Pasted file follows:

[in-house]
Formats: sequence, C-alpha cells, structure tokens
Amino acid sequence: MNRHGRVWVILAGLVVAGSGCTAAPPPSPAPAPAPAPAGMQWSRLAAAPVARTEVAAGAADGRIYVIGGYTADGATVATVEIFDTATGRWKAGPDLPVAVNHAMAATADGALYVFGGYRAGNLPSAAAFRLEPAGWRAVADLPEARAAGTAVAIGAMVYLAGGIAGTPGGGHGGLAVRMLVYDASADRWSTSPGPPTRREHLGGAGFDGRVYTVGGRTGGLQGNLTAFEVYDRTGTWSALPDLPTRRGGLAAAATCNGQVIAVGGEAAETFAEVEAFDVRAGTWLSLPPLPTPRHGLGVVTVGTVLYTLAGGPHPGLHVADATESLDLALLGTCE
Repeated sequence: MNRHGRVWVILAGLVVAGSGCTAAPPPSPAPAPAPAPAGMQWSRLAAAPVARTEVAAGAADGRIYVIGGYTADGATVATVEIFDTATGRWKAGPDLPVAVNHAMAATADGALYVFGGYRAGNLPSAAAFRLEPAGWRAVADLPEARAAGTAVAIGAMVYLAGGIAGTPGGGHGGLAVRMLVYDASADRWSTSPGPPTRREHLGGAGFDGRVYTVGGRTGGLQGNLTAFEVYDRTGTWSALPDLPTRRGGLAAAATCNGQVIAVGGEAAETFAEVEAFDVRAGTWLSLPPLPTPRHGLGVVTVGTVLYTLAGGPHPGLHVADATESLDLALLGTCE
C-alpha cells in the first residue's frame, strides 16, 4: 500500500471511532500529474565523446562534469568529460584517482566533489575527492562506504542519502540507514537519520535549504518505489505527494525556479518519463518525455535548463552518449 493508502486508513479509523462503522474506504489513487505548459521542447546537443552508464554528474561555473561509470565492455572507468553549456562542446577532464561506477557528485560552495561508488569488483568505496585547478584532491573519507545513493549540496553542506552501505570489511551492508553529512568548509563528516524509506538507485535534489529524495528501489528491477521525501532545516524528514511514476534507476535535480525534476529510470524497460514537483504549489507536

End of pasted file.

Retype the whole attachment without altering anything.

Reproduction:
[in-house]
Formats: sequence, C-alpha cells, structure tokens
Amino acid sequence: MNRHGRVWVILAGLVVAGSGCTAAPPPSPAPAPAPAPAGMQWSRLAAAPVARTEVAAGAADGRIYVIGGYTADGATVATVEIFDTATGRWKAGPDLPVAVNHAMAATADGALYVFGGYRAGNLPSAAAFRLEPAGWRAVADLPEARAAGTAVAIGAMVYLAGGIAGTPGGGHGGLAVRMLVYDASADRWSTSPGPPTRREHLGGAGFDGRVYTVGGRTGGLQGNLTAFEVYDRTGTWSALPDLPTRRGGLAAAATCNGQVIAVGGEAAETFAEVEAFDVRAGTWLSLPPLPTPRHGLGVVTVGTVLYTLAGGPHPGLHVADATESLDLALLGTCE
Repeated sequence: MNRHGRVWVILAGLVVAGSGCTAAPPPSPAPAPAPAPAGMQWSRLAAAPVARTEVAAGAADGRIYVIGGYTADGATVATVEIFDTATGRWKAGPDLPVAVNHAMAATADGALYVFGGYRAGNLPSAAAFRLEPAGWRAVADLPEARAAGTAVAIGAMVYLAGGIAGTPGGGHGGLAVRMLVYDASADRWSTSPGPPTRREHLGGAGFDGRVYTVGGRTGGLQGNLTAFEVYDRTGTWSALPDLPTRRGGLAAAATCNGQVIAVGGEAAETFAEVEAFDVRAGTWLSLPPLPTPRHGLGVVTVGTVLYTLAGGPHPGLHVADATESLDLALLGTCE
C-alpha cells in the first residue's frame, strides 16, 4: 500500500471511532500529474565523446562534469568529460584517482566533489575527492562506504542519502540507514537519520535549504518505489505527494525556479518519463518525455535548463552518449 493508502486508513479509523462503522474506504489513487505548459521542447546537443552508464554528474561555473561509470565492455572507468553549456562542446577532464561506477557528485560552495561508488569488483568505496585547478584532491573519507545513493549540496553542506552501505570489511551492508553529512568548509563528516524509506538507485535534489529524495528501489528491477521525501532545516524528514511514476534507476535535480525534476529510470524497460514537483504549489507536